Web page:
EU banks face Cyprus stress test
A controversial bailout package in Europe is putting pressure on regional lenders.
By Antoine Gara
Fragile European banking conglomerates are facing a stress test of their own, after European officials offered a $13 billion bank bailout plan to Cyprus that's created risks of depositor flight.
The terms of the bailout and investor skepticism may test whether E.U.-based banks have the financial strength to withstand a return to economic stress, or whether difficulty in raising capital keeps regional lenders in a vulnerable position.
The eurozone banking sector fears come just a week after the Federal Reserve gave U.S. lenders a relatively clean bill of health on stress tests, which sought to check that banks would have the capital to withstand a new financial downturn.
A crisis scenario may be developing in Europe, on the heels of Cyprus' harsh proposed bailout.
Eurozone finance ministers agreed Saturday on a bailout plan for Cyprus that requires a levy of a 9.9% tax on bank accounts with balances above EUR100,000 and those with less that amount to be taxed at a 6.75% to raise EUR5.8 billion for the near-bankrupt nation.
The tax on deposits has created fears of a run on the island-nation's banks and raises concerns that similar moves in countries like Italy could push the European banking system back into a state of emergency.
Since the European Central Bank offered nearly $1 trillion in guarantees to buy E.U. government bonds in the fall of 2011, pressures on the balance sheets of regional lenders and peripheral nations have fallen sharply.
On Tuesday Cyprus' parliament will vote on whether to approve the country's bailout package, which could help the country stave off default. After incorrectly betting on the debt of peripheral nations like Greece, Cypriot banks have put the country's finances at risk of total collapse because of their size relative to gross domestic product.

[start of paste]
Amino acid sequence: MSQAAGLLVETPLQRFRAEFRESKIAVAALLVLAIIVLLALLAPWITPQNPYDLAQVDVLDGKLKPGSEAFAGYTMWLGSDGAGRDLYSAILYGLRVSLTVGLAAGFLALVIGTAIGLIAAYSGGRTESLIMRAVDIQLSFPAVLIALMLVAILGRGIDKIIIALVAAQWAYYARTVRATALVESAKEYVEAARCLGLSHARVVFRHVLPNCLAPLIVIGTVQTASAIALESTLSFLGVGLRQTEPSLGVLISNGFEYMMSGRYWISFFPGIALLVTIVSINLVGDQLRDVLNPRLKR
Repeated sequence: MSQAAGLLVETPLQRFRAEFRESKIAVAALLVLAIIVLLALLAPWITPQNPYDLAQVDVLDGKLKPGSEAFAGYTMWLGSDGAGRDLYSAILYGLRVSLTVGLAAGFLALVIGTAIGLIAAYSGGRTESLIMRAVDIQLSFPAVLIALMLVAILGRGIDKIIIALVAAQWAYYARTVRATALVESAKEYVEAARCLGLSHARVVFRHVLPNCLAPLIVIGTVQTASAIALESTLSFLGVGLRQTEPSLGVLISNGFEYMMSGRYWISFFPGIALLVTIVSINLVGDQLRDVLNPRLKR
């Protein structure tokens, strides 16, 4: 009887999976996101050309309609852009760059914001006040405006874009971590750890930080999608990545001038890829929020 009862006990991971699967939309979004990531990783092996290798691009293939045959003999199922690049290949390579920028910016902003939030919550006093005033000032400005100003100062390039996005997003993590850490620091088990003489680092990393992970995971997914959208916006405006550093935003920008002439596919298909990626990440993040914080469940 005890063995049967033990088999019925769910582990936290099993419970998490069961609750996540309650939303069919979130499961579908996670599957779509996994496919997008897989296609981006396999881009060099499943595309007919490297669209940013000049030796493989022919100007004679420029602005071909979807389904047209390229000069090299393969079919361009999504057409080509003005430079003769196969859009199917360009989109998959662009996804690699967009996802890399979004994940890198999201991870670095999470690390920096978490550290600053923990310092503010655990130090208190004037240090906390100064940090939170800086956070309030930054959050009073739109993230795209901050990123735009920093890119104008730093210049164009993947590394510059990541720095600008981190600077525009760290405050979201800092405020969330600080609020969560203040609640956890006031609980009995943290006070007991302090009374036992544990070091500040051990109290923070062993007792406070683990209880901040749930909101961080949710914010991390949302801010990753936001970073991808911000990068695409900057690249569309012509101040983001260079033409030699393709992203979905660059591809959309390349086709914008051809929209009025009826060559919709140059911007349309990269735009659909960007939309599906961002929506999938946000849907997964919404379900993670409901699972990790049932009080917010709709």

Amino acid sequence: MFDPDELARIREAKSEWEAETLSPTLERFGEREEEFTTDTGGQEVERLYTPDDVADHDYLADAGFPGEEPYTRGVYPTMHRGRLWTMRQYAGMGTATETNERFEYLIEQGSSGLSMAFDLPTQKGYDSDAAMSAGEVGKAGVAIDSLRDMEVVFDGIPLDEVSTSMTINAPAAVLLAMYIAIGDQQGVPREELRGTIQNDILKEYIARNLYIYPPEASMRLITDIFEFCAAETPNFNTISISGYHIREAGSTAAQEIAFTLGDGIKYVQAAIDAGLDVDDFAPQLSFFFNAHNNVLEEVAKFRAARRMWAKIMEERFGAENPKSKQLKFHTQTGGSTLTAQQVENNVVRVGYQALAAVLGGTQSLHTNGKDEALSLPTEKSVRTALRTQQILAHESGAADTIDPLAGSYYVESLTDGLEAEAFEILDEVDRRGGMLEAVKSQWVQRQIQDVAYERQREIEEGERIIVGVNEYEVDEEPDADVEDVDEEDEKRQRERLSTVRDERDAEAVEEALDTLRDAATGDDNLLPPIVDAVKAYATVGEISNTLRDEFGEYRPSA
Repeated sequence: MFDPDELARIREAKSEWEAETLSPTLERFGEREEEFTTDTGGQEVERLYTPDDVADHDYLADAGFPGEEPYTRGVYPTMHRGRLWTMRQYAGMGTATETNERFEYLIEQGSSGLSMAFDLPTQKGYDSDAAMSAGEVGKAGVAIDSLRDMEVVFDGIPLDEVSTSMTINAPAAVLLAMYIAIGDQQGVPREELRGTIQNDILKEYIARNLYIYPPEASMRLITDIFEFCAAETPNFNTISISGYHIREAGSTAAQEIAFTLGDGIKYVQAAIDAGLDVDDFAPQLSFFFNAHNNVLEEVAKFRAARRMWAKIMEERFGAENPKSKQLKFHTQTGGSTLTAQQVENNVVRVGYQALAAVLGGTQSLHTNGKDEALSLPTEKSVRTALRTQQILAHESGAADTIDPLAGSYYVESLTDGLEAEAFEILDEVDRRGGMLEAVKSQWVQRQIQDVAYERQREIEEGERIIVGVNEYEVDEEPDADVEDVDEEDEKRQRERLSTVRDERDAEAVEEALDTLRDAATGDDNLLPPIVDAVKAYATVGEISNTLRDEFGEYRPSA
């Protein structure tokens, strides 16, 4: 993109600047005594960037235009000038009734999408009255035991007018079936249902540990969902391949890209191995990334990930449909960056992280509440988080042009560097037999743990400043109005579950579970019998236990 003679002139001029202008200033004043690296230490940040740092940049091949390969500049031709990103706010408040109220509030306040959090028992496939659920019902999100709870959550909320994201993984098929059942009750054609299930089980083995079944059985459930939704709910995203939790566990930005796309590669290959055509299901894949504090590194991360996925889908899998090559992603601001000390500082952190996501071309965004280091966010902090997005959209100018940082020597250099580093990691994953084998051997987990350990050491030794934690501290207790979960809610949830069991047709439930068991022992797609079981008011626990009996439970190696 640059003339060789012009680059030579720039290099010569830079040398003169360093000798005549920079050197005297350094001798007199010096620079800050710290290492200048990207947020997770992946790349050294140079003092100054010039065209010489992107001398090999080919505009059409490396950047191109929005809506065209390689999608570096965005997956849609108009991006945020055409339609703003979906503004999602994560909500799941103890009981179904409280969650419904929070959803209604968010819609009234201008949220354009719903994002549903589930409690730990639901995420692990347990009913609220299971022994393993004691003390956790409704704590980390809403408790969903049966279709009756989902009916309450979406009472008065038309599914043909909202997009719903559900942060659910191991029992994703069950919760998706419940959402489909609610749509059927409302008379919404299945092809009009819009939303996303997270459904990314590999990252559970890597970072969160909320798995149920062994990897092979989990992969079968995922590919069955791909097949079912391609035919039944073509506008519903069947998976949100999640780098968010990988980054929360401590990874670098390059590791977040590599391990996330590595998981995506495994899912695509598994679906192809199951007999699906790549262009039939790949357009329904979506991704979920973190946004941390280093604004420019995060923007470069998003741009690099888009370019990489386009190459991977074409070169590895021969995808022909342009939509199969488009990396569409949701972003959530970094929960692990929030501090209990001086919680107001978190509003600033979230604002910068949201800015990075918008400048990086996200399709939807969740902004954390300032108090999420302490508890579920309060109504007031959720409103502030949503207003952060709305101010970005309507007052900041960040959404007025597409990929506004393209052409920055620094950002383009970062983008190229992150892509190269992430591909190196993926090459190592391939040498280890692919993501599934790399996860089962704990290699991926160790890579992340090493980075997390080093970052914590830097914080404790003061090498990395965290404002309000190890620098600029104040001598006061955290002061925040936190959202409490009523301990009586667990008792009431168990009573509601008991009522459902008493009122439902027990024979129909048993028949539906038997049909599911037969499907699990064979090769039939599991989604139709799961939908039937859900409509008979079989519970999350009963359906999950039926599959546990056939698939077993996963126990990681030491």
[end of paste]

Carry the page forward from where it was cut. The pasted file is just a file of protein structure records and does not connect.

"The depositor levy also has negative implications for European bank creditors," Bart Oosterveld, a managing director of sovereign risk at Moody's, wrote in a late Sunday note.
The preference by EU officials to impose losses on senior creditors such as depositors over taxpayer supported guarantees may create risks to the region's overall financial system, Oosterveld notes.
"[The] decision to impose losses on depositors signals euro area policymakers' willingness to risk triggering wider financial market disruptions in pursuit of other policy goals," writes Oosterveld, who notes a "significant departure" from bailouts of Spanish and Dutch lenders that targeted only junior creditors.
Depositors in Cypriot banks will incur losses of nearly EUR6 billion, imposed via a 'one-off levy,' which Moody's said it would classify as a default.
As investors await further details of the deal and whether the Cyprus parliament will even accept the deal, the prospect of depositor losses may already be creating a stressed scenario for European banks.
Shares in Deutsche Bank (DB) were off over 4%, while Santander (SAN) and Banco Bilbao Vizcaya Argenteria (BBVA) were trading lower by a similar percentage Monday.
Speculation that Spain and Italy could be next in this unprecedented move to force depositors to contribute to a bailout and take losses was sparking fears of a run on banks across the eurozone.
"This marks the first time in the eurozone crisis that depositors in the bloc's banks will lose money," Edward Yardeni, president and chief investment strategist at Yardeni Research New York, said in a Monday morning note.
Paul Donovan, managing director of global economics at UBS in London, said in a note Monday that while UBS doesn't think that the eurozone will break up "the bailout of Cyprus over this weekend has not helped that conviction, however, and contagion risks are higher as a result of the terms of the bailout."
US banking giants Citigroup (C), Bank of America (BAC) and JPMorgan (JPM) traded lower between 1.5%-and-2.5%.
Moody's analysts noted on Monday that the Federal Reserve's stress tests were generally positive for the creditors of U.S. banks, however, they highlighted the 'conditional approval' of JPMorgan and Goldman Sachs' (GS) capital plans and the outright rejection of super-regional BBT (BBT) as negatives.
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